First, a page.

In a world where job hunting is often as demanding as the job itself, your CV acts as the passport to your dream career. It's a finely curated document that narrates your professional story.
But one question remains a topic of hot debate amongst job seekers and HR professionals alike: should you use the first person in your CV?
To address this, we'll dive deep into the intricacies of CV writing, and also introduce you to a revolutionary tool in the job hunting arena - the CV Wallet App. The world's first career management app, CV Wallet is packed with smart tools that make it faster and easier to secure your dream job.
To Use or Not to Use: The First-Person Debate in CV Writing
The first person versus third person conundrum in CV writing is one that has persisted over the years. Traditionalists argue that using the first person (using 'I' or 'my') may come off as unprofessional or informal, while proponents of the first person assert that it lends a sense of authenticity and personality to the CV.
Both perspectives hold validity. So, should you or should you not use the first person in your CV? To answer this, we need to evaluate the pros and cons of each approach.
Why Some Experts Recommend Against First-Person in CVs
There are several reasons why some experts advise against the use of first person in CVs. The most commonly cited reason is that CVs are formal documents, and using third person maintains a formal tone.
First person pronouns may make your CV read like a narrative, which some employers might find unprofessional. There is also the argument of redundancy.
Since the CV is about you, the recruiter knows that the achievements and experiences listed are yours, making the use of 'I' or 'my' superfluous.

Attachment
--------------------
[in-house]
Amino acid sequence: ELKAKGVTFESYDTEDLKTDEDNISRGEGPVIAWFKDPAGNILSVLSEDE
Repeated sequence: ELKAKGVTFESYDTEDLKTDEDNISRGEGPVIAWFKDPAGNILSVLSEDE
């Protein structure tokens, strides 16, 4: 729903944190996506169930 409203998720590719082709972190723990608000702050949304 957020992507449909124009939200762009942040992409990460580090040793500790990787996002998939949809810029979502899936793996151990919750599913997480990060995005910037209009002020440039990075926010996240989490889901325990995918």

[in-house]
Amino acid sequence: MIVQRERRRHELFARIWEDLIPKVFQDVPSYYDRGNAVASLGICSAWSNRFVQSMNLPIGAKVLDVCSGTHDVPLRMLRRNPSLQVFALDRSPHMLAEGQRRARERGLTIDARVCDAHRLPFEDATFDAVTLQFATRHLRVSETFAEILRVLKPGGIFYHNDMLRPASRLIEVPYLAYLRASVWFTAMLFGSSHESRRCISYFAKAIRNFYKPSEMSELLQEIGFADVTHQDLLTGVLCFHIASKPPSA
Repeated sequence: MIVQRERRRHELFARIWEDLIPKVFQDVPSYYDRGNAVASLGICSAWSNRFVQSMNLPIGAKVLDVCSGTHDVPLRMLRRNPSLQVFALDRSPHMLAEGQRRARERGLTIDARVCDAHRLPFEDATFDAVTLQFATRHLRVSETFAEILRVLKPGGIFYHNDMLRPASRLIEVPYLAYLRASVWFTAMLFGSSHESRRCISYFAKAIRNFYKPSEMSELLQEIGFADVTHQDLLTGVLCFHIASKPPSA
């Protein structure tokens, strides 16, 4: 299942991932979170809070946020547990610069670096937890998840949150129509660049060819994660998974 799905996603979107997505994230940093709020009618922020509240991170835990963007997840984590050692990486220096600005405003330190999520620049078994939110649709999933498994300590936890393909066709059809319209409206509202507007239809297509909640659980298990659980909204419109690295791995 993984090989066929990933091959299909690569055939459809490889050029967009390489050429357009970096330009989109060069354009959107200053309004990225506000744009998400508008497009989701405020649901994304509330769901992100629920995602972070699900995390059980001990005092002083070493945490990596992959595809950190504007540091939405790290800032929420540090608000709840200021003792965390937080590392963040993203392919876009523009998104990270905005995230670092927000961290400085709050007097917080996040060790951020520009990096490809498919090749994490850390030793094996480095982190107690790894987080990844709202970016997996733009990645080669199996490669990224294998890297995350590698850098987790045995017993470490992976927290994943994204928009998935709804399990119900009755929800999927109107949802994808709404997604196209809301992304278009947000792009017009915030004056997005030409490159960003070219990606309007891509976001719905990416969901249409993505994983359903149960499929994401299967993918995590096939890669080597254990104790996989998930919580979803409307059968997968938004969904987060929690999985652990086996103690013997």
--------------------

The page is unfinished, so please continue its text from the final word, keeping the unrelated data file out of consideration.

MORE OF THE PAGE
Furthermore, some believe that using third person can make your statements sound more objective and less biassed.
Making a Case for First-Person CVs
On the other side of the argument, the use of first person can make a CV feel more personal and human. It creates a stronger connection between the candidate and the reader, making your CV stand out amidst a pile of third-person CVs.
It allows for a direct and clear communication style, removing any ambiguity. When used sparingly and appropriately, first-person pronouns can add clarity and prevent awkward sentence constructions that sometimes arise from avoiding them.
For instance, instead of writing 'Led a team that achieved 10% sales growth', you might say 'I led a team that achieved 10% sales growth'. The latter can sound more direct and impactful.
The decision to use first person in your CV is not a one-size-fits-all approach. It should be driven by factors such as industry norms, company culture, and the nature of the role.
While some may argue against the use of first person, others see it as a way to add a personal touch and make an impact. Regardless of your choice, the most critical aspect of your CV is its content.
And this is where the CV Wallet app comes in, with its automated CV creation and tracking features, along with a suite of career management tools, to help you create a standout CV and navigate your job hunt with ease. So, why not give CV Wallet a try? It's always free, always global, and designed with your career success in mind.